Dewalt 10″ Portable Table Saw DWE7491 | Review

Dewalt DWE749 Top

Dewalt DWE7491RS Table Saw

I’ve used a lot of table saws through the years and my favorite for the shop remains the Delta Unisaw 36-L300, but the Dewalt DWE7491 jobsite table saw has become my go-to workhorse when I have to work out in the field, or when the Unisaw is out of commission in the shop. I’ll go over the pros and cons of this tool in more detail below, but you can see it in action in our latest video review:

Dewalt DWE749 Table Saw Review


DWE7491 Features-Pros & Cons

The Good:

Power to spare: The 15 amp/4800 rpm motor gives this saw plenty of power to rip and cross-cut the densest materials. I’ve used the saw to cut everything from rock-hard 50-year-old ash to pine plywood and have never had a problem with its power curve.


The saw is a pleasure to use. I’ve cut everything from 3/4″ ply to rock-hard ash and oak with ease.


The wide-stance of the stand makes the saw extremely stable, even when cutting above-mentioned plywood. It doesn’t tend to rock.

Portability/Storage: Aside from the obvious portability aspect of this saw, the fact that it has such convenient on-board storage for its accessories is a big plus. Also, setting it up is a breeze, thanks to the leg-lock levers. Loved these on the Dewalt Workstand, too!


I don’t know who invented these levers originally, but I’d kiss them right on the lips if I got the chance. These levers beat the crap out of the little thumb-buttons usually found on locking systems like this.


This is our shop Unisaw. I mentioned it in the video review and figured it would be nice to show you what I was talking about. This was not one of Delta’s shining moments, btw.

My favorite is the location for the push stick. Having had my share of run-ins with saw blades, I’m keenly aware of the value of the push stick, but it’s not always handy at the moment its most needed. Dewalt’s storage hooks put the tool exactly where it needs to be, so it can be used without even really thinking about it. The key, of course, is to replace it in its holder after each use.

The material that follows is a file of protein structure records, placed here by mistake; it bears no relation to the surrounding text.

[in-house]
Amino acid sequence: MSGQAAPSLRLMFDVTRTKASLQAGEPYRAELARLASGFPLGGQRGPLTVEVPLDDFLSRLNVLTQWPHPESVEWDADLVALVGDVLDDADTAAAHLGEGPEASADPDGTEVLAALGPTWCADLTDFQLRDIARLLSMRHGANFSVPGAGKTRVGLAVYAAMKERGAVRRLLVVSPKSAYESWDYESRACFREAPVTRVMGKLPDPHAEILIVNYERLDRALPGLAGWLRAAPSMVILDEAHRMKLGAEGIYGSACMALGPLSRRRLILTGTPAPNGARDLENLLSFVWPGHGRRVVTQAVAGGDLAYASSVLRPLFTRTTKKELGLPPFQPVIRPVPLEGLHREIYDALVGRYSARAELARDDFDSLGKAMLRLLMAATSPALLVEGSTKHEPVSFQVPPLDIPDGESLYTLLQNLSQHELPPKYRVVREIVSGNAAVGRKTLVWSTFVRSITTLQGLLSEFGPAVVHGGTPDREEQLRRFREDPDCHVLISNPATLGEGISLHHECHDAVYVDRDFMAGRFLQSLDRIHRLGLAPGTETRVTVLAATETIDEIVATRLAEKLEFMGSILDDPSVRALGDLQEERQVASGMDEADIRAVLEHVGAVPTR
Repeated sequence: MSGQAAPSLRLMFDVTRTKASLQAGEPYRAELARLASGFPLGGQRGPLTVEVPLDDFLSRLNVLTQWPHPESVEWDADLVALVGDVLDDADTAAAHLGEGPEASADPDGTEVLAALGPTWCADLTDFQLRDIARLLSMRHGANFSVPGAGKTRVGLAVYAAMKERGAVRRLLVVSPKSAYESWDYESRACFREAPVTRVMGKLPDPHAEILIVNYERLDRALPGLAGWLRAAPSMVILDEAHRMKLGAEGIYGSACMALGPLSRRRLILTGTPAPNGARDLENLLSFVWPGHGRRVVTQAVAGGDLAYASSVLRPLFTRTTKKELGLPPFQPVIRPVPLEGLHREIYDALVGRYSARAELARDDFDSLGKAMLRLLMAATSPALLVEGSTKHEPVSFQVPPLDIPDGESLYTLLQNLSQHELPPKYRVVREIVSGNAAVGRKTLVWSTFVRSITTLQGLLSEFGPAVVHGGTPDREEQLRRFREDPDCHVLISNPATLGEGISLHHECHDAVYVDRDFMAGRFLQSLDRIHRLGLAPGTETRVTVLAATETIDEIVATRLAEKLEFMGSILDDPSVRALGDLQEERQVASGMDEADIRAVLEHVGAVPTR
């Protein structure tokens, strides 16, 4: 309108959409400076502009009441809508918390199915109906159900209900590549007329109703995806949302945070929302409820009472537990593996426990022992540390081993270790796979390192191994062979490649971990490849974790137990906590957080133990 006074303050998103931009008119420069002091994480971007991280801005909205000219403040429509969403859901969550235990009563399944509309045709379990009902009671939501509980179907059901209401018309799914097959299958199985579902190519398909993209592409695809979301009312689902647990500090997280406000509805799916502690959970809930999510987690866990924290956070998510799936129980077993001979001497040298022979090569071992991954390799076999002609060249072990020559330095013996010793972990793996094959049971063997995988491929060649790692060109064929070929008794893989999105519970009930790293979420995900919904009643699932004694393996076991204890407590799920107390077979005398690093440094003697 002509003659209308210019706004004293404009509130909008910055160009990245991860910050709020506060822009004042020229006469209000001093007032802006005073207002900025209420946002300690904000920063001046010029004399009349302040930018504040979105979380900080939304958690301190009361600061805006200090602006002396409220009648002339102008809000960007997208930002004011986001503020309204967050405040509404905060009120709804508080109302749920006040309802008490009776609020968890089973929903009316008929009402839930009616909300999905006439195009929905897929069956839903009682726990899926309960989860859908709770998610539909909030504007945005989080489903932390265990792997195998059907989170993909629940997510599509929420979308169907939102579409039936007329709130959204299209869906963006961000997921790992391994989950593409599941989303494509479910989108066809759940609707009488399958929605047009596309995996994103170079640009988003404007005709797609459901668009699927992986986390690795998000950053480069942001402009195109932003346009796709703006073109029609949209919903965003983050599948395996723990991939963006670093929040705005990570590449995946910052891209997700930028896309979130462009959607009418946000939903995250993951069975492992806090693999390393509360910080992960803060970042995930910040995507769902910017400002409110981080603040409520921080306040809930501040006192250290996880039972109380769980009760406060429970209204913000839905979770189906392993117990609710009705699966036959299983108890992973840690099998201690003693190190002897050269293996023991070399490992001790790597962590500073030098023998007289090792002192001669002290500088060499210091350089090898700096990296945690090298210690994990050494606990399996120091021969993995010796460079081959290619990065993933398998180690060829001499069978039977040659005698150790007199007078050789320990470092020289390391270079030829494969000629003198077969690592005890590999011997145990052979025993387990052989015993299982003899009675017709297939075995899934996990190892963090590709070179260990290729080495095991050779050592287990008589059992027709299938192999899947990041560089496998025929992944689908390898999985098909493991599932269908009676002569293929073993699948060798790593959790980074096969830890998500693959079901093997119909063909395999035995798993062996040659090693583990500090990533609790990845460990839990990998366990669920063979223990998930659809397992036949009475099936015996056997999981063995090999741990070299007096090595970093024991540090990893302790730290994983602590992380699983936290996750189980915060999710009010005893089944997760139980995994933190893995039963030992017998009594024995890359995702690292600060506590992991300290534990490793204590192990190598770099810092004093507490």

Brilliant location for the push stick. Bravo!!!!


Again, simply brilliant.

Precision Fence: This is where the saw shines. The rack and pinion rail system is top-notch and I felt like I could really dial in exactly what I needed. The dual-position fence is also handy when cutting sheet goods, both thick and thin. And the measuring scale is large, bright, and easy to read.


The rack and pinion system makes for precise fence positioning.


And in position 2. It’s simple to adjust between the 2, as well.


Dual scales correspond to fence in position 1 or 2.

The cord wrap and blade-change wrench storage are handy, as well – conveniently located on the left side of the saw – easy to access whenever necessary.


In addition to the blade wrench on-board storage, they’re simple to use. The Throat plate removes with the twist of a knob and the arbor is easily accessed.

The Middle Ground:

Blade Guard Storage: During assembly of the saw, I’ll admit I had a difficult time figuring out how to store the blade guard in its storage clamp. Once I figured out the trick (and maybe there isn’t a trick, maybe I’m just not the sharpest tool in the shed), it seats nicely every time. And as always, we recommend using it whenever possible.

Dust Port: It works OK, and will probably be fine for most users.

The Bad:

Miter Gauge: It works. OK. I’m spoiled and I like the precision miter gauge on my 36-L300. The accessory on this saw has a little too much slop and is more than a little difficult to fit back into its storage clips for my taste. But then again, it’s a jobsite saw – I’m not making fine furniture with it. ‘Nuf said.


While it’s neatly tucked out of the way, the miter gauge storage clips are a pain in the butt to deal with.

Bevel Adjustment: See my comments about the miter gauge as a point of reference. The bevel adjustment works well for jobsite needs, but it would have been nice to have a little more precision control.


The free-swinging bevel adjustment leaves a little to be desired for my taste, but it works.

The Bottom Line:

I like this saw. Ok, actually, I more than like this saw. It lives up to Dewalt quality standards for the most part and will likely last for years. As a jobsite workhorse, I doubt you’ll be disappointed. In my humble opinion, with just a couple of minor tweaks in the design, it could be a home run for the Dewalt team.

For more information from Dewalt: CLICK HERE

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Brad Staggs

Contributing Writer/Producer at Tool Skool
Brad has worked in and around the home improvement and tool industry most of his life. He was host of Talk2DIY Home Improvement, Co-produced DIY Tools & Techniques and is the author of Spend a Little, Save a Lot Home Improvement.